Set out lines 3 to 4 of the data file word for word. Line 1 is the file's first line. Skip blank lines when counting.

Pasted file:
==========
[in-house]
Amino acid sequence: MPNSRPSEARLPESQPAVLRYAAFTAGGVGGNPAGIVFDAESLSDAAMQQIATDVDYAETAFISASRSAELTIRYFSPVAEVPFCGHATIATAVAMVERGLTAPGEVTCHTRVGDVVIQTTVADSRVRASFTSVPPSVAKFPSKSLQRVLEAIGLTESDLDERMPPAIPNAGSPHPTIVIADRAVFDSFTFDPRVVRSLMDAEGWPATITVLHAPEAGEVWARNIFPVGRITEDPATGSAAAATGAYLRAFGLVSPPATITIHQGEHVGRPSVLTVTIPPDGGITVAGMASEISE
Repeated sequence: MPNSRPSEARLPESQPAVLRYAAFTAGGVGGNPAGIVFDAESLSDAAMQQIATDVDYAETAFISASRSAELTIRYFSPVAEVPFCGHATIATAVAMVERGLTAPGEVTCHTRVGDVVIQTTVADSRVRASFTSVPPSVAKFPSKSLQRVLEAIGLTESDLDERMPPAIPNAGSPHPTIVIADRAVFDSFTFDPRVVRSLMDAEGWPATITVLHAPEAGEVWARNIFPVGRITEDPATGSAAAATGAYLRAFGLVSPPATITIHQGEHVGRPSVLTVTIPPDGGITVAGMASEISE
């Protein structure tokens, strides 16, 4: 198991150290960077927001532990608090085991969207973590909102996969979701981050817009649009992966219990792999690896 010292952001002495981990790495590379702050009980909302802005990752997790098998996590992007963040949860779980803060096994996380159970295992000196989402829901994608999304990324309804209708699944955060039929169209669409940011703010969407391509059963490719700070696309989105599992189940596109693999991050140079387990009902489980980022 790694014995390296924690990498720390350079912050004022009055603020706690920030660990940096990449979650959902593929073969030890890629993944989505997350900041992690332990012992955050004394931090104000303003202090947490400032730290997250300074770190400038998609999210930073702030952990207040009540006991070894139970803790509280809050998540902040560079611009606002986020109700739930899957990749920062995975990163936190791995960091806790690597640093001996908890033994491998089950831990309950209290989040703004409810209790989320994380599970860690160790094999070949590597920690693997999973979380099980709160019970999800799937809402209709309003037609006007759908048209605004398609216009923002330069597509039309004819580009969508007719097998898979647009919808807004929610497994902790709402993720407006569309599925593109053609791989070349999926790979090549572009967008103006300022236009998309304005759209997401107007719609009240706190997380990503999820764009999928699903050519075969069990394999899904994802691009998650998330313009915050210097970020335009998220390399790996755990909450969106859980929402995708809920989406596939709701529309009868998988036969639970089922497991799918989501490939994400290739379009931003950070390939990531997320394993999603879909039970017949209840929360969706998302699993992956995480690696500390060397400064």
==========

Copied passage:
Repeated sequence: MPNSRPSEARLPESQPAVLRYAAFTAGGVGGNPAGIVFDAESLSDAAMQQIATDVDYAETAFISASRSAELTIRYFSPVAEVPFCGHATIATAVAMVERGLTAPGEVTCHTRVGDVVIQTTVADSRVRASFTSVPPSVAKFPSKSLQRVLEAIGLTESDLDERMPPAIPNAGSPHPTIVIADRAVFDSFTFDPRVVRSLMDAEGWPATITVLHAPEAGEVWARNIFPVGRITEDPATGSAAAATGAYLRAFGLVSPPATITIHQGEHVGRPSVLTVTIPPDGGITVAGMASEISE
């Protein structure tokens, strides 16, 4: 198991150290960077927001532990608090085991969207973590909102996969979701981050817009649009992966219990792999690896 010292952001002495981990790495590379702050009980909302802005990752997790098998996590992007963040949860779980803060096994996380159970295992000196989402829901994608999304990324309804209708699944955060039929169209669409940011703010969407391509059963490719700070696309989105599992189940596109693999991050140079387990009902489980980022 790694014995390296924690990498720390350079912050004022009055603020706690920030660990940096990449979650959902593929073969030890890629993944989505997350900041992690332990012992955050004394931090104000303003202090947490400032730290997250300074770190400038998609999210930073702030952990207040009540006991070894139970803790509280809050998540902040560079611009606002986020109700739930899957990749920062995975990163936190791995960091806790690597640093001996908890033994491998089950831990309950209290989040703004409810209790989320994380599970860690160790094999070949590597920690693997999973979380099980709160019970999800799937809402209709309003037609006007759908048209605004398609216009923002330069597509039309004819580009969508007719097998898979647009919808807004929610497994902790709402993720407006569309599925593109053609791989070349999926790979090549572009967008103006300022236009998309304005759209997401107007719609009240706190997380990503999820764009999928699903050519075969069990394999899904994802691009998650998330313009915050210097970020335009998220390399790996755990909450969106859980929402995708809920989406596939709701529309009868998988036969639970089922497991799918989501490939994400290739379009931003950070390939990531997320394993999603879909039970017949209840929360969706998302699993992956995480690696500390060397400064």